During the season, Hamilton and the team put on hold negotiations about a new deal. They agreed then that Hamilton and his agent would get a feel for what the market is and then get back to the Rangers.
Ryan said that hasn't changed, but that the team can't be waiting until January for a resolution.
"I don't think you can just sit around and say we have to wait and see what happens with Josh. I think we'll get a feel here shortly where we think that might be going," Ryan said. "But we also have to be out there seeing what opportunities are out there, whether there's opportunities for the club. ... If you just sit back and wait you might miss an opportunity that you might regret, or feel like you could have done something."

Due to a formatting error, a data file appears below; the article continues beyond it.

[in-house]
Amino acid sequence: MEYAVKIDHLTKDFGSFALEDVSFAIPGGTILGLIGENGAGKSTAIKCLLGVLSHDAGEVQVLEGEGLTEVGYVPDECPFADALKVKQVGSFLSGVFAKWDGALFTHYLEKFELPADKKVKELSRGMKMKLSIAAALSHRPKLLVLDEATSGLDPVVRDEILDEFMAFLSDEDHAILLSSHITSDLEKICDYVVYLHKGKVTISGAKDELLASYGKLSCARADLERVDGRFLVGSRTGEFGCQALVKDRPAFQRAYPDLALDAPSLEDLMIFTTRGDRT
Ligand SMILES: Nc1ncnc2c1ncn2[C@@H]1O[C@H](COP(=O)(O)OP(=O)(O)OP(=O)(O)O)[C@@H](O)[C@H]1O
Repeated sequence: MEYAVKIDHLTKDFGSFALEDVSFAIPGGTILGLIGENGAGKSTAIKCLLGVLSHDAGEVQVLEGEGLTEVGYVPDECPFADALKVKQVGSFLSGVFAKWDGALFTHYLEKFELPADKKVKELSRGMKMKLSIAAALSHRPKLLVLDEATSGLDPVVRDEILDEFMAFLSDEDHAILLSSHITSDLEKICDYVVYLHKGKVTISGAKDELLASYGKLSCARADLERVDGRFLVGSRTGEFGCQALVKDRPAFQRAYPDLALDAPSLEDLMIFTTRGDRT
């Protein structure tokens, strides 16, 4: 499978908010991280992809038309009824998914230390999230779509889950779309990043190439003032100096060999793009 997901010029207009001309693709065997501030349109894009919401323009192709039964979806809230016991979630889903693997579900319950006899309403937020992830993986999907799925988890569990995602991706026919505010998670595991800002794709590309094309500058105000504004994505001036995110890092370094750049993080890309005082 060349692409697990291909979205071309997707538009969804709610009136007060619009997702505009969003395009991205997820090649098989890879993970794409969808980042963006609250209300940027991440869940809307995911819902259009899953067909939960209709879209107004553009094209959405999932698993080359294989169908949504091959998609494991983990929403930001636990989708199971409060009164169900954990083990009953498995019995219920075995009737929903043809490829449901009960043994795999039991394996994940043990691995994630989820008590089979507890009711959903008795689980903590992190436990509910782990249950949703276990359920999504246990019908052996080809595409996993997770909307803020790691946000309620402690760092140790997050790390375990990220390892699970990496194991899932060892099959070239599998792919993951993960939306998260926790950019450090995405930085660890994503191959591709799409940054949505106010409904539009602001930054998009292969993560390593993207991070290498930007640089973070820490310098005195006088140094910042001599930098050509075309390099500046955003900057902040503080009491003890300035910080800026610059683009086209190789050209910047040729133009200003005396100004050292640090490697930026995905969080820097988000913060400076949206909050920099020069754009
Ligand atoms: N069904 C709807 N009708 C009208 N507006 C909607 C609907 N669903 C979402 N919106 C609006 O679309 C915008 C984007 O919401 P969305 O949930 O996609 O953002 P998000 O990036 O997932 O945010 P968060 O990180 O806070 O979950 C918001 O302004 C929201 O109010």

Ryan and new Rangers hitting coach Dave Magadan were at the ballpark as part of an outreach event sponsored by the National Baseball Hall of Fame and Museum to encourage junior high students from the Arlington area to follow foundations of healthy living.
Magadan, hired last week and the only change to manager Ron Washington's staff, was the last hitter Ryan ever faced in the majors.
That was in the first inning at Seattle on Sept. 23, 1993, when Ryan sustained a torn ligament in his right elbow while throwing a pitch. Ryan walked off the mound, and Texas reliever Steve Dreyer issued a walk that was charged to Ryan.
"I lie to people and say he was scared to face me," Magadan said.
When Magadan was hired after six seasons as Boston's hitting coach, Ryan had no clue about their connection. They talked about it Wednesday.
"I told him, my elbow was killing me in the bullpen that day and I was thinking if I could just get through the game. ... And it finally popped," Ryan said. "I faced him a lot and I'm really thrilled that we have him because I really think he's a nice addition to our coaching staff, and think he's going to bring a very positive message."
AP Sports Writer Ronald Blum in Indian Wells, Calif., contributed to this report.